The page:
* Global stocks index lower amid trade war fear
* Emerging mkt shares, currencies under pressure
* Oil higher on Iran sanctions (Updates to U.S. stock market open; changes dateline, previous LONDON)
By Trevor Hunnicutt
NEW YORK, Sept 11 (Reuters) - A broad index of world stock markets edged lower on Tuesday as it struggled to maintain momentum amid lingering concerns over a trade dispute between Washington and Beijing.
MSCI’s index of global equities inched 0.17 percent lower on the day as investors awaited action from U.S. President Donald Trump after the expiry of a deadline for public comment on additional tariffs on Chinese goods.
The pan-European FTSEurofirst 300 index lost 0.13 percent.
The Dow Jones Industrial Average rose 18.22 points, or 0.07 percent, to 25,875.29, the S&P 500 gained 0.28 points, or 0.01 percent, to 2,877.41 and the Nasdaq Composite dropped 2.09 points, or 0.03 percent, to 7,922.07.
“The fact that Trump still hasn’t announced the tariffs yet as expected has prompted a bit of cautious optimism, but it’s not a problem that’s going to go away,” said CMC Markets analyst Michael Hewson.
Emerging markets remained under pressure, with the broad MSCI index of those countries currencies down near 16-month lows and the Indian rupee near a record trough against the U.S. dollar.
An index of emerging market shares lost 0.93 percent. Copper, heavily consumed by emerging markets, lost 1.19 percent to $5,839.50 a tonne.
Having warned last week that he was ready to slap additional taxes on practically all Chinese imports, Trump was uncharacteristically quiet on trade on Monday.
China will respond if the United States takes any new steps on trade, the foreign ministry said on Monday, after Trump warned he was ready to slap tariffs on virtually all Chinese imports into the United States.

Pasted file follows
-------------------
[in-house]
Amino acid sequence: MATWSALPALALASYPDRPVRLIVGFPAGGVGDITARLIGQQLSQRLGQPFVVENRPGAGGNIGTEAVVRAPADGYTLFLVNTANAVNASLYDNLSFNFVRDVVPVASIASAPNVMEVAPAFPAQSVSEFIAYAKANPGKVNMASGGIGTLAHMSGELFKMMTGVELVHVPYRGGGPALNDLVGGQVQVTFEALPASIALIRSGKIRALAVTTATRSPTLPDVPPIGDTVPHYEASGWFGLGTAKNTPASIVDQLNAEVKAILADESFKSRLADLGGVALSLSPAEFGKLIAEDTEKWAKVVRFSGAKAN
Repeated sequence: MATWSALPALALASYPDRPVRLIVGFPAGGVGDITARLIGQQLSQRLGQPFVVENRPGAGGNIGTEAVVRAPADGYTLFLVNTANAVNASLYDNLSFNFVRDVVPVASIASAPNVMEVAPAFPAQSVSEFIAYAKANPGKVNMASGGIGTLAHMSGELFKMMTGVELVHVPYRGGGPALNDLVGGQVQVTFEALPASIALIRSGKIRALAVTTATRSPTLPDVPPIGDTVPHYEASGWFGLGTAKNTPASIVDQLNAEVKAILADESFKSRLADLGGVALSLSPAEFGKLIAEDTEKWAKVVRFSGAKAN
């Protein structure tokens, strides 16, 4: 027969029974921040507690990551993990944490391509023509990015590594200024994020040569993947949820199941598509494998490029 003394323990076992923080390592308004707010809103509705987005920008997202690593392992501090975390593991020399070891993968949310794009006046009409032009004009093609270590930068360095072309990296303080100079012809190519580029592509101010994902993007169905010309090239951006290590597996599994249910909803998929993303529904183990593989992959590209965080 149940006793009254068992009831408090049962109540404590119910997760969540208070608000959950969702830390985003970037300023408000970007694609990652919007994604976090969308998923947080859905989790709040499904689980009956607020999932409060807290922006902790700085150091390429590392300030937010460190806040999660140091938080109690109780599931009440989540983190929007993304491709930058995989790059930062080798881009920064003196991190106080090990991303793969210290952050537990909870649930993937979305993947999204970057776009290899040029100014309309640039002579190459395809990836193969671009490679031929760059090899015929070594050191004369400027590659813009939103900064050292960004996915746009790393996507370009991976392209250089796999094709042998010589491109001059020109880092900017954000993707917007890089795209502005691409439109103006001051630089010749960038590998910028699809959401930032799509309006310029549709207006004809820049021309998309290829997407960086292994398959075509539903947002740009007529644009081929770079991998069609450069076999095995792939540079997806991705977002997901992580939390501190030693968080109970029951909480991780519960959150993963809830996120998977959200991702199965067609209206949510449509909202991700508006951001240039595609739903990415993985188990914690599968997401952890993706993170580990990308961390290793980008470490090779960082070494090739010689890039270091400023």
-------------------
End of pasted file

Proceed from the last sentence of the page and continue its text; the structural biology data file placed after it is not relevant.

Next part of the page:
Separately, it emerged China would ask the World Trade Organization next week for permission to impose sanctions on the United States for Washington’s non-compliance with a ruling in a dispute over U.S. dumping duties that China initiated in 2013, a meeting agenda showed on Tuesday.
“Weakness is set to remain a recurring theme amid global trade tensions, a broadly stronger dollar and prospects of higher U.S. interest rates,” said Lukman Otunuga, a research analyst at broker FXTM.
“With turmoil in Turkey and Argentina triggering contagion fears, appetite for emerging market assets and currencies is likely to continue diminishing.”
Oil prices ignored the threat to demand posed by a trade war that could slow economic growth, instead taking its cue from looming U.S. sanctions against Iran’s petroleum industry that could hurt supply.
U.S. crude rose 1.67 percent to $68.67 per barrel and Brent was last at $78.59, up 1.58 percent.
Spot gold dropped 0.3 percent to $1,191.95 an ounce as the dollar resumed its ascent amid the risk-off sentiment and looming U.S. interest rate increases. The dollar index rose 0.11 percent.
Bond markets, meanwhile, prepared to digest $144 billion in new supply from government auctions needed to finance U.S. deficit spending. Benchmark 10-year notes last fell 9/32 in price to yield 2.9681 percent, from 2.937 percent late on Monday.
Reporting by Trevor Hunnicutt; Additional reporting by Abhinav Ramnarayan in London; Editing by Bernadette Baum